Student-athletes in the state of Ohio will not be allowed to be viewed as employees of their respective universities if some politicians in the state have their say about it. A proposal to the state’s budget review submitted Monday would prevent student-athletes from being considered employees if the proposal is passed. This is far from a certainty, but it is also a reminder that the influence from the recent ruling by the National Labor Relations Board in Chicago has opened eyes around the country, and not just those of football players and university officials.
“I think this is a statement of what we all thought is obvious, and that is athletes are not employees of their university,” said House Appropriations Committee Chairman Ron Amstutz, a Wooster Republican, according to Cleveland.com.
It will be interesting to see if this proposal passes in the state of Ohio. We knew the college players union conversation was going to develop (or devolve) in to a political game, and now it has taken that next step in becoming a political hot button issue. If Ohio passes this proposal, similar proposals in other states surely will not be far behind as the battle continues to rage.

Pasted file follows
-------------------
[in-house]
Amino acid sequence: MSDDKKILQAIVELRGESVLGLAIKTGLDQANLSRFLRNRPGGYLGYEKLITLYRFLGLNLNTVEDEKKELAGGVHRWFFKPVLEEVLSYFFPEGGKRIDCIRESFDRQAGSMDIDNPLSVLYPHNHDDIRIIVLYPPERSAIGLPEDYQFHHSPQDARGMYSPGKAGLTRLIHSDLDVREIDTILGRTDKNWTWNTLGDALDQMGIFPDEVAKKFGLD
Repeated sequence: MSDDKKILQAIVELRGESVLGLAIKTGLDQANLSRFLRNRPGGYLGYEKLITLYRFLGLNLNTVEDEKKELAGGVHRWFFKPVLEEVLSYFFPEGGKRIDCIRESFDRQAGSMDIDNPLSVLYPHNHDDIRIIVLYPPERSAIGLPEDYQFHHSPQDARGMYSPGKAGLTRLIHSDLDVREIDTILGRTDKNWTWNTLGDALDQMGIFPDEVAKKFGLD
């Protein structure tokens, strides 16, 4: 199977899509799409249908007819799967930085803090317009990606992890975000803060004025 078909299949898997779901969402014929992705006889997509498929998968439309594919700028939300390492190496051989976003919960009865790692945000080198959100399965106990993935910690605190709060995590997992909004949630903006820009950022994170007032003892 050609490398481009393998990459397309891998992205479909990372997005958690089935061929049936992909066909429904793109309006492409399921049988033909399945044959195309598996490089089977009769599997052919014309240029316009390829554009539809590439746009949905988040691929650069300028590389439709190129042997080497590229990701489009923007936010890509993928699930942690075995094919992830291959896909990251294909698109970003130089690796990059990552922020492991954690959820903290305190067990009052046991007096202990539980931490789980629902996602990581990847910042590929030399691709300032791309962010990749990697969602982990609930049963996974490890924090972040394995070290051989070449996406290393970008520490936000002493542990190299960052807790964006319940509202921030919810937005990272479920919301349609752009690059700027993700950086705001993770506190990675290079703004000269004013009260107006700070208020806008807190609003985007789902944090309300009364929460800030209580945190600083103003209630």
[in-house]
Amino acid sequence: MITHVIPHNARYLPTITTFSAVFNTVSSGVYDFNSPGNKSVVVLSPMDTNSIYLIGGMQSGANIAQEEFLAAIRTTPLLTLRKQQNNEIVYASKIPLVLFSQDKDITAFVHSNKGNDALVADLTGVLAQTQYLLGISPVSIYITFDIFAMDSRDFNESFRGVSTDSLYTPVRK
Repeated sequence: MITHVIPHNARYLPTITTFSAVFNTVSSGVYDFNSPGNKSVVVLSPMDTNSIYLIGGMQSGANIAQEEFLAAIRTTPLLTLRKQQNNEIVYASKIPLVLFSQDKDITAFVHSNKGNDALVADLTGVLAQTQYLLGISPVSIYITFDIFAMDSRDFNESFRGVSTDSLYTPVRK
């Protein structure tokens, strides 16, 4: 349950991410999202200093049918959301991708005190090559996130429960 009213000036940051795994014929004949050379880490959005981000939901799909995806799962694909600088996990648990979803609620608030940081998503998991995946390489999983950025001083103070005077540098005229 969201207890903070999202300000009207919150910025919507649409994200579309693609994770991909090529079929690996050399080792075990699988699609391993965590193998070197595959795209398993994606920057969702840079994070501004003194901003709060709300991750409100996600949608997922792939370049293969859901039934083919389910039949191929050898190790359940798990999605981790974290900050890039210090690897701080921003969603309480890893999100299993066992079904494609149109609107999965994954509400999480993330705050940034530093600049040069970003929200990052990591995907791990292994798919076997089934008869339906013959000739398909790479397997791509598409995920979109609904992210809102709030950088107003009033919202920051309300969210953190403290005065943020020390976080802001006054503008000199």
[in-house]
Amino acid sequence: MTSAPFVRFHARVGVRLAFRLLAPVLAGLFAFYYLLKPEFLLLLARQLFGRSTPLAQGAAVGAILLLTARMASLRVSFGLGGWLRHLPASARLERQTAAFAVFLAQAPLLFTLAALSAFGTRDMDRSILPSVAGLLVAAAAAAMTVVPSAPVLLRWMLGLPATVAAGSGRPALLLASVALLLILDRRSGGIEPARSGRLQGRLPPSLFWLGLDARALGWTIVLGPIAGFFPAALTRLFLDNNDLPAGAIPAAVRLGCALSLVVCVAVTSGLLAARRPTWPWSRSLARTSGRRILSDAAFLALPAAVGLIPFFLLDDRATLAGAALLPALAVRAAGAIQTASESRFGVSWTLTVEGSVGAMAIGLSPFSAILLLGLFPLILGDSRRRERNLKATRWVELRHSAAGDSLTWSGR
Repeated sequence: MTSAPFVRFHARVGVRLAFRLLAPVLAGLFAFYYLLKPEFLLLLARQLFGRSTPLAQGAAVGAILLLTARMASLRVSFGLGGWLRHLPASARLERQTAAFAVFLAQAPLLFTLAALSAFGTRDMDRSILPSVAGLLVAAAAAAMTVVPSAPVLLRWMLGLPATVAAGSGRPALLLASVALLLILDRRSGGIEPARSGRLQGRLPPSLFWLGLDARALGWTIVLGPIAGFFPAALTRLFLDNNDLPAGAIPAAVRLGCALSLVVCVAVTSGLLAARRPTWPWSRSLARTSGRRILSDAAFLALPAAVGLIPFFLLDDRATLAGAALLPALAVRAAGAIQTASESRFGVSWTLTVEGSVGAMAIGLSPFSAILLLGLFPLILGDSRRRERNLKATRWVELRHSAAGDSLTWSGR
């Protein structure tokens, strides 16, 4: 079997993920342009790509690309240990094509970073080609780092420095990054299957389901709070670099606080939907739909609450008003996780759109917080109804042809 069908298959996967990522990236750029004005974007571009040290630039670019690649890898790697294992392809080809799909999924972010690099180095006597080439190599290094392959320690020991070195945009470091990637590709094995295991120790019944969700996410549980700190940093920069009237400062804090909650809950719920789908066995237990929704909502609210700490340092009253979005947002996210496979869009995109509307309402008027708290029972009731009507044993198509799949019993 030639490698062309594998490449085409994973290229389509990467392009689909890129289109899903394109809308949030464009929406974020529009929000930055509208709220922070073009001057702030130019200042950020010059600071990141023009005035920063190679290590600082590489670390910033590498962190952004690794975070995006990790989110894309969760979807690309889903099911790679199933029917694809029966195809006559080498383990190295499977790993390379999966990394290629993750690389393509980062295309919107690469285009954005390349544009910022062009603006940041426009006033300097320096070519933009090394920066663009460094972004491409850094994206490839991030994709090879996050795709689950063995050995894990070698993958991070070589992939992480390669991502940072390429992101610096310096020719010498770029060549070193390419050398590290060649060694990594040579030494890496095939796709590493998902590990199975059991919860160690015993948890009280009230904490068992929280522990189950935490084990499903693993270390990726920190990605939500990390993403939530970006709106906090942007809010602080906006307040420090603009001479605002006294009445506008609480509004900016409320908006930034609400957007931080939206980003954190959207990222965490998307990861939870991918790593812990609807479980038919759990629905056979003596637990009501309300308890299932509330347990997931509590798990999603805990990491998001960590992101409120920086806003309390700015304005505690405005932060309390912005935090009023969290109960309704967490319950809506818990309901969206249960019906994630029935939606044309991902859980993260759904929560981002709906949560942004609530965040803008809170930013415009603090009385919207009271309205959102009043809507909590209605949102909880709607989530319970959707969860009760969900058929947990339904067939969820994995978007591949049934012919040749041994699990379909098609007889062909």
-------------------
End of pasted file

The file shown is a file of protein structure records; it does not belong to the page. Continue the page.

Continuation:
Ohio is a good state to test these waters as well, considering the number of division one programs within the borders. In addition to Ohio State and Cincinnati, Ohio is home FBS programs at Akron, Bowling Green, Kent State, Miami, Ohio, and Toledo. And we have not even mentioned the FCS programs (Youngstown State) and other programs that play division one basketball (Dayton).
As a reminder, the ruling made by the NLRB currently only pertains to private institutions, but it opens the door for progress at public institutions if Northwestern football players succeed in forming the first recognized union of collegiate players.